From the NY Times:
Two teams of scientists reported yesterday that they had turned human skin cells into what appear to be embryonic stem cells without having to make or destroy an embryo â€” a feat that could quell the ethical debate troubling the field.
All they had to do, the scientists said, was add four genes. The genes reprogrammed the chromosomes of the skin cells, making the cells into blank slates that should be able to turn into any of the 220 cell types of the human body, be it heart, brain, blood or bone. Until now, the only way to get such human universal cells was to pluck them from a human embryo several days after fertilization, destroying the embryo in the process.
The need to destroy embryos has made stem cell research one of the most divisive issues in American politics, pitting President Bush against prominent Republicans like Nancy Reagan, and patient advocates who hoped that stem cells could cure diseases like Alzheimerâ€™s. The new studies could defuse the issue as a presidential election nears.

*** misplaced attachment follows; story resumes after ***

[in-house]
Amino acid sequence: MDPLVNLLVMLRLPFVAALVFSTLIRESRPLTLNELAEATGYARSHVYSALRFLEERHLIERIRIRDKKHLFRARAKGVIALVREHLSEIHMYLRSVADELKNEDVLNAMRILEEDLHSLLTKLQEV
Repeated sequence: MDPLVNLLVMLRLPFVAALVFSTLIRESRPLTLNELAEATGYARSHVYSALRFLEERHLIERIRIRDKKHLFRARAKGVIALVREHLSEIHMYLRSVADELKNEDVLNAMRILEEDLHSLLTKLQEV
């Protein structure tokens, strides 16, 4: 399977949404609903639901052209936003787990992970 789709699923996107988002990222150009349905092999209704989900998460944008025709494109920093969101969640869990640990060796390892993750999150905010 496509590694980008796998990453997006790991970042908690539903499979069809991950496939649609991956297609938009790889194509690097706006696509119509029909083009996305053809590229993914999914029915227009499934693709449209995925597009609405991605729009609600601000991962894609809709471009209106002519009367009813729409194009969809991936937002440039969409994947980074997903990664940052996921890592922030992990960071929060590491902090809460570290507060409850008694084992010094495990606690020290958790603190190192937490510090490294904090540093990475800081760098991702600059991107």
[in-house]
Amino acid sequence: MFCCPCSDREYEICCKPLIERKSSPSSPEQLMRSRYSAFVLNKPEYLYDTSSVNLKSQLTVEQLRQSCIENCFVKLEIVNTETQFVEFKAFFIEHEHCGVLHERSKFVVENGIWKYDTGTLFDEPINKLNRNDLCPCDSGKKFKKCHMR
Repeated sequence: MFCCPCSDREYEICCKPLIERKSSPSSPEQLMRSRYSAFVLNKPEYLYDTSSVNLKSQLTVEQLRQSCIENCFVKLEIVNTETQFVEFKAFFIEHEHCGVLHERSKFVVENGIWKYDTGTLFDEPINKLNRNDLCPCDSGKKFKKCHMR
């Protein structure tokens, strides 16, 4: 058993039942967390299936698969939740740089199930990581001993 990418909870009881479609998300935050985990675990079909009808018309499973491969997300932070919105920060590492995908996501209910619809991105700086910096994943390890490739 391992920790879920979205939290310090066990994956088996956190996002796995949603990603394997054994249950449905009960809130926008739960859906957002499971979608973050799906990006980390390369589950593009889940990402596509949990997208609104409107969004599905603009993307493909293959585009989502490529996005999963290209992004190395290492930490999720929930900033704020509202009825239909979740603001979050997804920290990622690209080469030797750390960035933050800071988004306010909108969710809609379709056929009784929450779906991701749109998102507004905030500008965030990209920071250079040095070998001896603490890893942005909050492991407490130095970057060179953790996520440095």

I for one am glad to see the ethical ramifications of this laid to rest. I however never saw it in that light. My support for stem research is similar to my support for first trimester abortion. In developed nations 25% of all pregnancies end in miscarriage and 33% of all pregnancies in third world nations. To me that means either one of two things either individuality isn’t imparted by the divine until after the first trimester or that the creator is capricious and cruel. Given the choice between the two I chose to believe the former. Hence for me this has always been a political issue with the right opposing stem cell research in order to curry favor with its base and the left doing the same. Fortunately for those who have loved ones whose well being seemed to be hanging on the outcome of this debate the passion play may very well be over.